The second lesson is one that will not go down easy: Philadelphia has an inferiority complex. Geographically dwarfed by New York to the north and Washington, D.C. to the south, we never really expect to win. Can you imagine the reaction if the Yankees had won once in nine seasons with the talent Manuel had? New York would be roasting him, not toasting him.
My column two weeks ago declaring that Manuel was the most overrated manager in Phillies history received a negative reaction unlike anything — on the radio or in print — I've ever done. I would love to admit my mistake right now and move on, but I can't. What I wrote is true, every word of it.
I am sorry ... but only that Charlie Manuel wasn't a manager worthy of the loving sendoff he just got.
Goodell, NFL all about the money
The NFL admitted to no wrongdoing. Those are the words that resonated last week when our most powerful sport agreed to pay $765 million to more than 4,500 concussion victims. The NFL did nothing wrong. It is just paying $765 million because it cares.
In the history of professional sports, no league has ever lied more brazenly to protect its own image, and the NFL seems to be extending the boundaries of its own dishonesty with every new issue, every new statement. The NFL paid out all that money last week for only one reason — to end a PR nightmare.
How does it look when Jim McMahon says he can't find his way home anymore because of the effects of countless concussions? How horrifying is it that Junior Seau went from the Super Bowl to the morgue after a suicide blamed on head trauma? People were beginning to see the NFL as heartless and greedy. In other words, accurately.
So the league decided to make a $765-million investment in image rehabilitation. The payout was nothing more than hush money for a core group of athletes disabled by the brutality of their own sport. These players knew they were taking a huge risk when they chose to slam themselves into each other for a living, but still their public anger and suffering was bad for the league.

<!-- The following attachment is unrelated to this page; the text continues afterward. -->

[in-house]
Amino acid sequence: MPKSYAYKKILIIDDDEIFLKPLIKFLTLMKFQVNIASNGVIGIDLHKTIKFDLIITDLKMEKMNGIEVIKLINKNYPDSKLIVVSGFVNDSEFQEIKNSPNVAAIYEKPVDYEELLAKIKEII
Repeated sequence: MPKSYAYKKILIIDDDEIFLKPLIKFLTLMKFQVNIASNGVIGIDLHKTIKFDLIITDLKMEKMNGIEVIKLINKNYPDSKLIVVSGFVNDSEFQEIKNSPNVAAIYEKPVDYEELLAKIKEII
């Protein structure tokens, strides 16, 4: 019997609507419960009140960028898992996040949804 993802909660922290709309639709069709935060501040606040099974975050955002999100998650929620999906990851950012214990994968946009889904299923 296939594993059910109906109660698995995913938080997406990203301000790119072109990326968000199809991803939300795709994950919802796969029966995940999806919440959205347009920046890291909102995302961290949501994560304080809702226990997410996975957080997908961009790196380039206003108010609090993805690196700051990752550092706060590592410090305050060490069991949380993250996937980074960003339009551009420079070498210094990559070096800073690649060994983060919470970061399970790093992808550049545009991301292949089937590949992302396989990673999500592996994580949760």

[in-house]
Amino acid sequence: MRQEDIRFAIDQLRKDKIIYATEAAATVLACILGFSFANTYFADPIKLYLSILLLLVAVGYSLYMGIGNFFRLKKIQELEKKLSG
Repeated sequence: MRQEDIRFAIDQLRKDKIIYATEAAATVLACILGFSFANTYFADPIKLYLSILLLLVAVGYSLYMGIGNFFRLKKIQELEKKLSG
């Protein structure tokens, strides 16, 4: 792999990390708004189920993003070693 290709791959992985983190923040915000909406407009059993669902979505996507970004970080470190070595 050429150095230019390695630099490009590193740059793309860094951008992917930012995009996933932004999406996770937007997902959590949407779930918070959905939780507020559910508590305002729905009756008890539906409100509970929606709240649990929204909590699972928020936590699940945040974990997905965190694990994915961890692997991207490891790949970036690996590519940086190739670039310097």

Here's what you need to know about the NFL and this concussion settlement: The billionaire owners and their slick commissioner, Roger Goodell, give a damn about nothing but money. It took $765 million to reinforce their bogus image of caring. That's why they settled with the players last week. It was a business decision.
Idle thoughts from Cataldi
» Ruben Amaro's decision not to trade Michael Young a month ago to the Yankees for $5 million and a decent prospect became even more absurd last weekend when the Phillies' GM gave Young to the Dodgers for a lesser prospect — and had to kick in $1.7 million. How many more dumb moves like this can Amaro survive?
» Eagles GM Howie Roseman said first-round bust Danny Watkins didn't pan out because of the NFL lockout and the pressure of being a top pick. Here's one more reason why Watkins was cut last weekend: He can't play.
» Am I the only one who will be rooting hard for the team that faces Kansas City and Andy Reid every week? It is inevitable that Reid will improve on the Chiefs' abominable 2-14 record of last season, but my dream would be for 0-16.
» The big news last week was that New England coach Bill Belichick looked the other way at Aaron Hernandez's brazen drug abuse in his blind ambition to win. Really? The coach who cheated in Spygate is morally bankrupt? Shocking.
» The worst thing about being a sports fan during a two-week Jersey shore vacation is walking for miles on the beach without hearing a single radio tuned to the Phillies' game. Time marches on. Go, Eagles.